Chilled soup and a cool borrowed memory

by Terry B on August 29, 2007

Creamy and unexpectedly chilled, watercress vichyssoise makes a cool first course for the last hot days of summer—or paired with a crusty bread, a satisfying light lunch. Recipe below.

How has this happened? Summer is almost gone, and we haven’t gotten around to making any cold soups. No gazpacho. None of Marion’s delicious attempts at recreating the cold cucumber bisque we used to get at Café Balaban in St. Louis—she never matches our fading memories of it [it's been years since we've had it or they've even served it], but she always creates something summery and fresh. So when I saw a simple, authentic sounding recipe for vichyssoise over at Katie’s Thyme for Cooking, I had to give it a try.

One reason the idea of vichyssoise appealed to me, I have to admit, was the opening of Anthony Bourdain’s highly entertaining book Kitchen Confidential: Adventures in the Culinary Underbelly. He talks about his very first realization that food was more than mere fuel. Even though I read it back when it first came out in 2000, this passage stays with me:

My first indication that food was something other than a substance one stuffed in one’s face when hungry—like filling up at a gas station—came after fourth grade in elementary school. It was on a family vacation to Europe, on the Queen Mary, in the cabin-class dining room. There’s a picture somewhere: my mother in her Jackie O sunglasses, my younger brother and I in our painfully cute cruisewear, boarding the big Cunard ocean liner, all of us excited about our first transatlantic voyage, our first trip to my father’s ancestral homeland, France.

It was the soup.

It was cold.

As Bourdain explains, it was something of a discovery for someone whose entire experience with soup to this point had consisted of Campbell’s. Here’s how he describes that first taste of vichyssoise:

I remember everything about the experience: the way our waiter ladled it from a silver tureen into my bowl; the crunch of tiny chopped chives he spooned on as a garnish; the rich, creamy taste of leek and potato; the pleasurable shock, the surprise that it was cold.

Bourdain realizes that vichyssoise has become an old warhorse of a menu selection, but says the very name “still has a magical ring to it.” Good enough for me. I had to make some.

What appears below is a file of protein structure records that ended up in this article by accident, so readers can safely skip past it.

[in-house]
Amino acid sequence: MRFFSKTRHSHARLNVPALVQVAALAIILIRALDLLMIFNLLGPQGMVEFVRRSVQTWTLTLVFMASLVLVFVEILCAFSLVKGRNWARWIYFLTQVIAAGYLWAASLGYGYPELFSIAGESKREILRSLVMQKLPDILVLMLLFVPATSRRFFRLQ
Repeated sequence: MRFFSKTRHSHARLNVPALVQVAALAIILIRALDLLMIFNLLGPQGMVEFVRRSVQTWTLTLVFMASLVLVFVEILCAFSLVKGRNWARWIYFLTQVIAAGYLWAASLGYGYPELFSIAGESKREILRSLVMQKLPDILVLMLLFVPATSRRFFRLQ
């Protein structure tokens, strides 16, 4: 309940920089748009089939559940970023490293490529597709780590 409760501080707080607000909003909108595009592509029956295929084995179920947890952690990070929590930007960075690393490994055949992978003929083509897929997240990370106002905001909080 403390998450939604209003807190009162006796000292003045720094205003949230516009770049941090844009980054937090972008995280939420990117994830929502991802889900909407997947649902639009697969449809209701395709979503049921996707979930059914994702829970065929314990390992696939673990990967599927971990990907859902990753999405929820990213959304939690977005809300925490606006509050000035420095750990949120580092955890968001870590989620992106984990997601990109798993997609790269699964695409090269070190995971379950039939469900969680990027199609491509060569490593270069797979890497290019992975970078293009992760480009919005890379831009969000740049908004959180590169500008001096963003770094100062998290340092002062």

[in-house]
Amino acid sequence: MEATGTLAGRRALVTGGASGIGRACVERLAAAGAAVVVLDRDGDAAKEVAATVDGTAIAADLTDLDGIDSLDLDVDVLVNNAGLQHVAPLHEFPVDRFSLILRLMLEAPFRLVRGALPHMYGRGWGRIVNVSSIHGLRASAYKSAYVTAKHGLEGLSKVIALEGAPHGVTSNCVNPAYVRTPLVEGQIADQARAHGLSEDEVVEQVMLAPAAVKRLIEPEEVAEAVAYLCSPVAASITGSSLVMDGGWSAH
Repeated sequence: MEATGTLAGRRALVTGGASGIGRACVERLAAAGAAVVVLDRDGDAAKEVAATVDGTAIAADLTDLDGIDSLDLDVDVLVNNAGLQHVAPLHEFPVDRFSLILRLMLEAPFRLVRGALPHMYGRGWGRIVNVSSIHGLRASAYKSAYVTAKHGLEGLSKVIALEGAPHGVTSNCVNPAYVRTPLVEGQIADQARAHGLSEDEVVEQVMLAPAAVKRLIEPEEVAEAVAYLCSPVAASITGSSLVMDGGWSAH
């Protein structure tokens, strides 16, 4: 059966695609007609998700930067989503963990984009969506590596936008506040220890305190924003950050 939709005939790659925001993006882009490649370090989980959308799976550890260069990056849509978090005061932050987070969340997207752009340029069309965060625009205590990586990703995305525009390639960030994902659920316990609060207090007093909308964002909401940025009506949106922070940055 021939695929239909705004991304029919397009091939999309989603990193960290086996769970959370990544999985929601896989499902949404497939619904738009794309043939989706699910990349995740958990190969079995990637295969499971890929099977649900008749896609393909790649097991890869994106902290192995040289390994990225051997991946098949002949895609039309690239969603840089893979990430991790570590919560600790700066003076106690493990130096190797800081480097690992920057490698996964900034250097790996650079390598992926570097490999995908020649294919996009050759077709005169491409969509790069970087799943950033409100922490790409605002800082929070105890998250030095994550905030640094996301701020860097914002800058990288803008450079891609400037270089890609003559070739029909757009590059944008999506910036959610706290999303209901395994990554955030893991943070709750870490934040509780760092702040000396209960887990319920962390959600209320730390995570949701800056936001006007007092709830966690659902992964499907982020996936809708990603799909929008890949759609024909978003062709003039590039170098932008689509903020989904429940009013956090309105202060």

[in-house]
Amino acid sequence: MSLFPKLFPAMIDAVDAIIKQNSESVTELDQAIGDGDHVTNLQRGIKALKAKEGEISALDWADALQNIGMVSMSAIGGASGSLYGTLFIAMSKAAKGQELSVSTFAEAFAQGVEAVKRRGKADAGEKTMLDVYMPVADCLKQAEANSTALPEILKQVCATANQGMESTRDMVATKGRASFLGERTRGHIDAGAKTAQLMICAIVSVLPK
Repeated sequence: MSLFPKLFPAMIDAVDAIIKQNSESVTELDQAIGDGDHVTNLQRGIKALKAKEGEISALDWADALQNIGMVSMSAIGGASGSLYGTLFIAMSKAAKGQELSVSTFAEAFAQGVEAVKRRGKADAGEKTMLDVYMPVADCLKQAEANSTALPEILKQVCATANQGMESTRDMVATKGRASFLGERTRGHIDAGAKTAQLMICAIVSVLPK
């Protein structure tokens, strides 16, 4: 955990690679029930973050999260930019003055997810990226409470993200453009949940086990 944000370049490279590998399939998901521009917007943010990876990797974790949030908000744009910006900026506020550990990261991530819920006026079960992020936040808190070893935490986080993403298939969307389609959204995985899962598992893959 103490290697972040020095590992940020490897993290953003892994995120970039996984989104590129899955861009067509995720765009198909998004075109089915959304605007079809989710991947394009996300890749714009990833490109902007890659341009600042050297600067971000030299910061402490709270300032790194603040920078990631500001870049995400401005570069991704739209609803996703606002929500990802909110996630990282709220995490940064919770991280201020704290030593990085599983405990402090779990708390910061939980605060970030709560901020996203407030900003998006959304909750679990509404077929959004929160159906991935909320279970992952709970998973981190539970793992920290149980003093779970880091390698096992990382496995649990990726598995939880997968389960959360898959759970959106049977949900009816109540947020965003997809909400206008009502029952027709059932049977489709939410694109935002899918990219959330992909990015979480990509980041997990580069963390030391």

But first, I did a little reading. Turns out this most French-sounding soup was created in New York in 1917. By a Frenchman, though—Louis Diat, head chef at the Ritz-Carlton Hotel. He based it on a warm potato and leek soup, a classic French soup that he made from a recipe his mother had given him. Julia Child’s version of this traditional Potage Parmentier in Mastering the Art of French Cooking is simplicity itself. Of course, much of French cooking is deceptively, elegantly simple.

One variation on this basic soup includes watercress. The slightly peppery crisp taste of this herb sounded like it would the perfect addition to this creamy, cold soup.

The recipe below came together from reading several recipes. The one common thread seemed to be more or less equal amounts of leeks and potatoes, so I started there.

Watercress Vichyssoise
4 to 6 first-course servings [see Kitchen Notes]

3 cups chopped leeks [about 2 leeks, the white and pale green parts only]
1 tablespoon butter
3 cups peeled, chopped potatoes [3 to 4 medium]
1-1/2 cups low sodium chicken broth [see Kitchen Notes]
water
4 cups roughly chopped watercress [about 1 large bunch—see Kitchen Notes]
1-1/3 cups half & half
additional sprigs of watercress for garnish, optional
salt, to taste

Clean and prepare leeks. Slice off root end and most of the green tops. Slice leeks in half lengthwise. Rinse under running water, fanning layers to wash out any trapped grit. Slice crosswise in 3/4-inch pieces.

Peel and chop potatoes into fairly small chunks. I used Yukon Gold because we like the flavor.

Heat a large, deep saucepan over medium-low flame. Melt butter in pan and add leeks. Cook for 3 to 4 minutes, stirring frequently—you want to sweat the leeks, not brown them.